This nasty development meant we finally had the “smoking gun” – we had defined Todd’s negligence and it was costing us everything with the IRS.
Stan was seriously concerned about A&J’s failure to move forward with the malpractice case in a timely way, so -- in the essence of time and to keep things moving -- Stan, along with two partners, started drafting a complaint against Todd. As mentioned in the previous post, we still didn’t know exactly what he had done wrong, nor did we have an exact amount on our damages, but we were worried about the statute of limitations and Stan felt that if he drafted the complaint himself, it might get A&J off the dime to at least file the complaint, even if they didn’t pursue it.
By the end of 2010, we parted ways with A&J on the malpractice portion of our cases (they kept the IRS portion) because they just did not want to take it on. We switched to representation by Springer and Steiner for the malpractice case, going through the same tedious steps of getting all our partners notified and having them sign the engagement letter.
Settlement Talks Break Down
Meanwhile, our settlement talks with the IRS (handled by A&J) broke down, and it boiled down to the fact that the Noah Land Trust (to whom we had donated the Conservation Easements) had not sent us Contemporaneous Written Acknowledgements (CWAs) (otherwise just known as “donor receipts,”) for the Conservation Easement donations we had made. We had stacks and stacks of paperwork for every single donation to prove that we had done it – there was no doubt that we had made these donations. But the IRS was sticking to this bit of minutia, in spite of all our evidence that we had made the donation.
In fact, Paul Geer, the Executive Director Noah Land Trust, insisted he had sent them, he would send an affidavit to that effect, and would send new ones – none of which the IRS found acceptable. (And, we know that Noah Land Trust had not sent them, as 1) our record keeping was impeccable and 2) it was the one single document missing for every single donation.) So, lacking this single piece of paper meant we were screwed. Totally, royally screwed.
As a result, A&J came to an agreement with the IRS wherein we would basically have to pay about 99% of what they said we owed. The settlement granted us a 1% discount, or some such nonsense. We were outraged with the IRS and we were outraged with A&J – after spending a year working with them and tens of thousands of dollars in fees, they had garnered us a 1% discount. Big deal!
The Smoking Gun
But this very nasty development meant two important (albeit unhappy things): 1) we were beginning to know what our losses were; and 2) we now had the “smoking gun” – we had defined Todd’s negligence. As a “one-stop shop” he had failed to ensure that we received the CWAs, to ensure that Noah had sent them, to ensure that we had received them, and it was costing us everything with the IRS.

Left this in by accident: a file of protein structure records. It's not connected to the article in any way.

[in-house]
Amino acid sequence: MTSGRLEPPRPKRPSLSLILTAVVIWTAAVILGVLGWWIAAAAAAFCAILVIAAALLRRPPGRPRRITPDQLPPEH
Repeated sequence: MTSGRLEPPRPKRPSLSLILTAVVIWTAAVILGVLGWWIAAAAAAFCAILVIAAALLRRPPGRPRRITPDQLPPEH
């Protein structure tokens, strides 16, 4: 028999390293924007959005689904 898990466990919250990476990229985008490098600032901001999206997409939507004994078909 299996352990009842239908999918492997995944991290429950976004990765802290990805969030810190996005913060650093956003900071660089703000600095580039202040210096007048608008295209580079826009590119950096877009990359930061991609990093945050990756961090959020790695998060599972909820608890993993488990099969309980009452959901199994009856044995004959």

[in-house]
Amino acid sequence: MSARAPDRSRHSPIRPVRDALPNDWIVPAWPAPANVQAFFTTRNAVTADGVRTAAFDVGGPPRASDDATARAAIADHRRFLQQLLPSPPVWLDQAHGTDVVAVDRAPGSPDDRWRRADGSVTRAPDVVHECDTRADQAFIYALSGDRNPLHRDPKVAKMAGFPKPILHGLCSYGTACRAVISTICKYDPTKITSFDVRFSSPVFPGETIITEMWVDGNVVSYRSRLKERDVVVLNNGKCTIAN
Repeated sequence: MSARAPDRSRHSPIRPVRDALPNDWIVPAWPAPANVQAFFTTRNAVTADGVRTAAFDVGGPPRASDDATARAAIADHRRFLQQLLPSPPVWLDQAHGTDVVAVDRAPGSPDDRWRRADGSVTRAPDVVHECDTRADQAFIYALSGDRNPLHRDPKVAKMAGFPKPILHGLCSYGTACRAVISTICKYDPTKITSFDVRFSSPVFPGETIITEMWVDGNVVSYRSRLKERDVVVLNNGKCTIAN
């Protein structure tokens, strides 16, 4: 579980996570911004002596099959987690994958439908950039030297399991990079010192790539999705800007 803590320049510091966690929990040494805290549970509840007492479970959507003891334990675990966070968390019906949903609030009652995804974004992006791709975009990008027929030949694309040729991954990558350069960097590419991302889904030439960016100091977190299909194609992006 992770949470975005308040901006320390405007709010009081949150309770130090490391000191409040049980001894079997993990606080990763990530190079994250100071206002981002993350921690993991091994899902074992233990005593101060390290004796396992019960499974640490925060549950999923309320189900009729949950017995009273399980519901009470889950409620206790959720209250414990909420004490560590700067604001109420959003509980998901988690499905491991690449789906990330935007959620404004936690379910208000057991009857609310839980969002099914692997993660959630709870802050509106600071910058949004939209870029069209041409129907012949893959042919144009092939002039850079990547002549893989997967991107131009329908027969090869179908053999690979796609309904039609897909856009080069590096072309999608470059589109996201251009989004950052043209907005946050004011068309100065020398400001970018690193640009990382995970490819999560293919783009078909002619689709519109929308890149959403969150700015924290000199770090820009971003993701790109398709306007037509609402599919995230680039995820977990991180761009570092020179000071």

So, we had parted ways with A&J over their resistance and foot-dragging on the malpractice case, and now we were disgusted by the horrible settlement offer from the IRS that they pushing on us, so we also parted ways with them on the IRS matter as well. By January 11, 2011, we had visited with Scott Greiner at Moye & White, who agreed to take on the IRS portion of our troubles. (Is your head spinning?)
You can imagine our despair over having to move from one attorney to the next. While it is easy to assume we were somehow to blame for all these attorney changes, please remember, we were on the leading edge of a fairly new issue and there were significant political and social overtones to our cases. You may recall that Todd was working at Wishful Thinking, one of the largest law firms in Denver, who was represented by one of the other largest law firms in Denver. So the law firms we approached for representation, especially smaller ones, simply did want to take them on.
So, there we were again – telling our story to new attorneys (again), bringing them up to speed on the complicated details (again), and spending all our time providing documents to these two new law firms (again) and trying to convince our poor partners that they had to sign new engagement letters (again) and that this was all going to turn out okay!
I don’t remember ever taking a real break in those years. I was still working at my unsuitable job in Westminster, north of Denver, earning money we desperately needed to get us through this mess. In those days, I really thought my head was going to burst into flames, and as I’m now looking back through the hundreds of emails between us and our partners over every little thing – their K-1s, notices from the IRS, updates on attorneys, spreadsheets, and so on – all I can say is, “it was a mess!” ©Sharon Cairns Mann